The third policy Bernie should ask Hillary to support is to end the carried interest loophole through executive action. If Hillary becomes president she will likely inherit the same obstructionist Congress that has hamstrung Obama. This past year Obama began to bypass legislative gridlock by exercising the authority of the executive branch. In early April, for example, the Treasury Department made it harder for corporations to engage in “inversions” to avoid taxes by merging with another company domiciled in a country with lower taxes. The rule change had an immediate impact: Pfizer and Allergan called off their proposed $152 billion merger.

Regrettably, Obama’s Treasury Department has refused to close the carried interest loophole that has allowed individual hedge fund managers to become billionaires. Hedge fund managers are paid in two ways: a management fee of about 2 percent of the assets, which is taxed as ordinary income at 39 percent; and 20 percent of the gains the fund makes over time, which is taxed at a capital gains rate of 20 percent. Their being able to cut their income taxes in half is a result of a 1993 change in tax rules by the Treasury Department that was not originally intended to apply to hedge funds.

Bernie’s campaign has focused on Wall Street and the inequality of wealth. Hedge funds are the breeding grounds for extreme inequality. In 2015 the top 25 hedge fund managers made $12 billion. The top manager had an annual income of $1.7 billion.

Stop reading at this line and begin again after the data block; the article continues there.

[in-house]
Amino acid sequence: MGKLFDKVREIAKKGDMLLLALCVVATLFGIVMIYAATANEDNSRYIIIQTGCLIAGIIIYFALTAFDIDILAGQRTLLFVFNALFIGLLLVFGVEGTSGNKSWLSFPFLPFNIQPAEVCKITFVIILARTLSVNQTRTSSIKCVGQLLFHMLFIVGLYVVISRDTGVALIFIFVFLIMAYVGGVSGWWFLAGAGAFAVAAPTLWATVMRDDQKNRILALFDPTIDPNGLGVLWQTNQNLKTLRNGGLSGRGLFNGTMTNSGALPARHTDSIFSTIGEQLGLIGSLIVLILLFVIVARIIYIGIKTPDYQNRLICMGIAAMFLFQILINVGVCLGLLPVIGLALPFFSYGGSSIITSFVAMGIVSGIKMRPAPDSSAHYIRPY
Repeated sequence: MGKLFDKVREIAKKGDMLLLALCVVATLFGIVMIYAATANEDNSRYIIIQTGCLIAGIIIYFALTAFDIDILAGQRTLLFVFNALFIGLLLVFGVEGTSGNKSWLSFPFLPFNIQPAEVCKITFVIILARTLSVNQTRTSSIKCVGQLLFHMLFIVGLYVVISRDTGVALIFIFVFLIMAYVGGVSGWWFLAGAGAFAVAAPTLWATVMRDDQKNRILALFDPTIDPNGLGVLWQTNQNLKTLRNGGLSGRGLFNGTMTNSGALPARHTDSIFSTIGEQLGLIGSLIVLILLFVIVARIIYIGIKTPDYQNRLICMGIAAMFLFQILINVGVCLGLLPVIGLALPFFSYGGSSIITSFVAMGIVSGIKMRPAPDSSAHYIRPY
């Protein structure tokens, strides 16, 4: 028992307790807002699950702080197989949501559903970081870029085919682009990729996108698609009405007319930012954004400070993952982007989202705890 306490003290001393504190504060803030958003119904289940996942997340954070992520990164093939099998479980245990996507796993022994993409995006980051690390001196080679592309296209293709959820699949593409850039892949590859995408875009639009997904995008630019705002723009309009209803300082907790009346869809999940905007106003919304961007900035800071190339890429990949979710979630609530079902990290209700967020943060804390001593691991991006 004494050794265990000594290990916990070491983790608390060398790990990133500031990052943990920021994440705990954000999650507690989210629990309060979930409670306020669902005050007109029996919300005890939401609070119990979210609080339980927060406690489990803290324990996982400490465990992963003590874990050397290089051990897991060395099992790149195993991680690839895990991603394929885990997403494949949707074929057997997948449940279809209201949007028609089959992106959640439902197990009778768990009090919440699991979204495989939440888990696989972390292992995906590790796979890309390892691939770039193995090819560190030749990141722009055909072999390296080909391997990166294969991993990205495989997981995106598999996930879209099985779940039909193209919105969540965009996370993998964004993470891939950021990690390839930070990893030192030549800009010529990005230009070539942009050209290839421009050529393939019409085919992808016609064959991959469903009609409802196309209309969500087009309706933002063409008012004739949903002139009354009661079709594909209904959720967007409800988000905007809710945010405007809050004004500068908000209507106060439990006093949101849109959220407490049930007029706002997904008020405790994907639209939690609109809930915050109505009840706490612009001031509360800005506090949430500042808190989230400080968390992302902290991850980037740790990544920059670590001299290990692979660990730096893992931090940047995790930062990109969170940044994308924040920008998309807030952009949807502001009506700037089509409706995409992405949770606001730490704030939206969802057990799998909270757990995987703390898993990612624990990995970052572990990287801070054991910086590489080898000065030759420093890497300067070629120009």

Bernie should demand that Hillary agree to close the carried interest loophole within her first year in office through executive action. As Gretchen Morgenson reports in the New York Times, a number of tax experts, including Alan J. Wilensky, who was Deputy Assistant Treasury Secretary in charge of tax policy in the early 1990s when the carried interest loophole was created, insist it can be closed by administrative action alone. Doing so, according to Victor Fleischer, law professor at the University of San Diego, would generate $150 billion over 10 years. Two-thirds of that would come from the financial industry.

Donald Trump has already come out against the carried interest loophole. So has Hillary. But her close financial relationship with Wall Street has made the electorate leery. By promising to bypass Congress and close the loophole herself, something Donald Trump has not done, she could allay those concerns.

Building a Political Movement From the Bottom Up

It has been clear from the beginning that Bernie’s long-term goal is to create a national movement for radical change. His contribution list contains over 5 million names of people from whom he has raised more than $175 million. Roughly 9 million Sanders supporters have organized through various social media outlets. These twin pillars of numbers and money could lay the foundation for a powerful new political and social voice in America.